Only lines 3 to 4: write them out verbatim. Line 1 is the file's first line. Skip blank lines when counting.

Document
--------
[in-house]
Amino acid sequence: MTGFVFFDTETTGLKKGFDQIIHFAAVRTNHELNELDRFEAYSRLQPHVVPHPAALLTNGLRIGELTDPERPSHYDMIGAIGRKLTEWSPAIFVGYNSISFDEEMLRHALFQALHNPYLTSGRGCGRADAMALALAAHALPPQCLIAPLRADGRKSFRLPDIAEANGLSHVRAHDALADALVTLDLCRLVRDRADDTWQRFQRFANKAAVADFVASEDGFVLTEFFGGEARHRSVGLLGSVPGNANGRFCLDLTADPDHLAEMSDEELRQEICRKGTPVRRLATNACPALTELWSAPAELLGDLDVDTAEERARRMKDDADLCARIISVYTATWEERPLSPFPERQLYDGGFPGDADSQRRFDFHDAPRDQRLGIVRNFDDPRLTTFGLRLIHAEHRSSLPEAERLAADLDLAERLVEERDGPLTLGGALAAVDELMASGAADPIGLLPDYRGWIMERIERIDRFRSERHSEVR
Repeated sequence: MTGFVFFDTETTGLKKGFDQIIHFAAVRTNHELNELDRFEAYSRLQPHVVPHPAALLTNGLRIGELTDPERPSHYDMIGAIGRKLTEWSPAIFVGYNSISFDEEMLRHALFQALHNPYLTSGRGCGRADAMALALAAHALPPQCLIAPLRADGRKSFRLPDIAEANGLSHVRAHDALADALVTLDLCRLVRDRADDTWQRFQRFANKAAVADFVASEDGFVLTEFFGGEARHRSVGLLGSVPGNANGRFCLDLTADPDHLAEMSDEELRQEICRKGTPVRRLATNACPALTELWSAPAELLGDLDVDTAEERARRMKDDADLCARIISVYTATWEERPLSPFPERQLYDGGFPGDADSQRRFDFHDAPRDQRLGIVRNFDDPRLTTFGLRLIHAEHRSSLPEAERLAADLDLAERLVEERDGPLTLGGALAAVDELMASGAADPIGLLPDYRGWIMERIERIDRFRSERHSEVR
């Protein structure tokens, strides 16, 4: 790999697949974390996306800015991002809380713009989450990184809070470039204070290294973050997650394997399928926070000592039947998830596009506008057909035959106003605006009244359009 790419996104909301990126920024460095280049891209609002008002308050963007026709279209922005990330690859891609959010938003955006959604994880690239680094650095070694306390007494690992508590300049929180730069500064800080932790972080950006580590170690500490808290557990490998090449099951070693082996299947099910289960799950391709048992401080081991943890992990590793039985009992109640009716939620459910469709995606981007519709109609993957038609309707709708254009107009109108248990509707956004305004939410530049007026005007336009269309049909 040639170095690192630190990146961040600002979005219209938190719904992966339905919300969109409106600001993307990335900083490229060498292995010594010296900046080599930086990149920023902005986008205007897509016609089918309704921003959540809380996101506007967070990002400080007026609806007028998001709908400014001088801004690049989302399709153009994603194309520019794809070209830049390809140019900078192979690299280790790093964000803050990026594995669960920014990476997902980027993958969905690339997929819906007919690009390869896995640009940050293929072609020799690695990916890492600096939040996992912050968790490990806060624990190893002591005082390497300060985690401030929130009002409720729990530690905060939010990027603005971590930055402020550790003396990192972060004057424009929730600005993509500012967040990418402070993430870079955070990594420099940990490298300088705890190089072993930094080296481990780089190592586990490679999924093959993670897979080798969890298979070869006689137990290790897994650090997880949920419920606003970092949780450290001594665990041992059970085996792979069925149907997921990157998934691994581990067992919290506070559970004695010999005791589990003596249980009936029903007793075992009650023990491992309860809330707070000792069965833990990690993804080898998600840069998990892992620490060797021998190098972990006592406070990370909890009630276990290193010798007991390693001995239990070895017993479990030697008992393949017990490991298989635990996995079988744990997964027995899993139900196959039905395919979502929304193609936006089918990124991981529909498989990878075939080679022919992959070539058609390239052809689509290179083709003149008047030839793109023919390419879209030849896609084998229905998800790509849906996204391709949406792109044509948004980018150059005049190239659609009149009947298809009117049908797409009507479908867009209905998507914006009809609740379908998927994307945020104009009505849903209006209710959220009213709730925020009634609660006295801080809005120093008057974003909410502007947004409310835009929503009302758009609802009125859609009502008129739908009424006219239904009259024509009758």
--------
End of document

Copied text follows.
Repeated sequence: MTGFVFFDTETTGLKKGFDQIIHFAAVRTNHELNELDRFEAYSRLQPHVVPHPAALLTNGLRIGELTDPERPSHYDMIGAIGRKLTEWSPAIFVGYNSISFDEEMLRHALFQALHNPYLTSGRGCGRADAMALALAAHALPPQCLIAPLRADGRKSFRLPDIAEANGLSHVRAHDALADALVTLDLCRLVRDRADDTWQRFQRFANKAAVADFVASEDGFVLTEFFGGEARHRSVGLLGSVPGNANGRFCLDLTADPDHLAEMSDEELRQEICRKGTPVRRLATNACPALTELWSAPAELLGDLDVDTAEERARRMKDDADLCARIISVYTATWEERPLSPFPERQLYDGGFPGDADSQRRFDFHDAPRDQRLGIVRNFDDPRLTTFGLRLIHAEHRSSLPEAERLAADLDLAERLVEERDGPLTLGGALAAVDELMASGAADPIGLLPDYRGWIMERIERIDRFRSERHSEVR
């Protein structure tokens, strides 16, 4: 790999697949974390996306800015991002809380713009989450990184809070470039204070290294973050997650394997399928926070000592039947998830596009506008057909035959106003605006009244359009 790419996104909301990126920024460095280049891209609002008002308050963007026709279209922005990330690859891609959010938003955006959604994880690239680094650095070694306390007494690992508590300049929180730069500064800080932790972080950006580590170690500490808290557990490998090449099951070693082996299947099910289960799950391709048992401080081991943890992990590793039985009992109640009716939620459910469709995606981007519709109609993957038609309707709708254009107009109108248990509707956004305004939410530049007026005007336009269309049909 040639170095690192630190990146961040600002979005219209938190719904992966339905919300969109409106600001993307990335900083490229060498292995010594010296900046080599930086990149920023902005986008205007897509016609089918309704921003959540809380996101506007967070990002400080007026609806007028998001709908400014001088801004690049989302399709153009994603194309520019794809070209830049390809140019900078192979690299280790790093964000803050990026594995669960920014990476997902980027993958969905690339997929819906007919690009390869896995640009940050293929072609020799690695990916890492600096939040996992912050968790490990806060624990190893002591005082390497300060985690401030929130009002409720729990530690905060939010990027603005971590930055402020550790003396990192972060004057424009929730600005993509500012967040990418402070993430870079955070990594420099940990490298300088705890190089072993930094080296481990780089190592586990490679999924093959993670897979080798969890298979070869006689137990290790897994650090997880949920419920606003970092949780450290001594665990041992059970085996792979069925149907997921990157998934691994581990067992919290506070559970004695010999005791589990003596249980009936029903007793075992009650023990491992309860809330707070000792069965833990990690993804080898998600840069998990892992620490060797021998190098972990006592406070990370909890009630276990290193010798007991390693001995239990070895017993479990030697008992393949017990490991298989635990996995079988744990997964027995899993139900196959039905395919979502929304193609936006089918990124991981529909498989990878075939080679022919992959070539058609390239052809689509290179083709003149008047030839793109023919390419879209030849896609084998229905998800790509849906996204391709949406792109044509948004980018150059005049190239659609009149009947298809009117049908797409009507479908867009209905998507914006009809609740379908998927994307945020104009009505849903209006209710959220009213709730925020009634609660006295801080809005120093008057974003909410502007947004409310835009929503009302758009609802009125859609009502008129739908009424006219239904009259024509009758």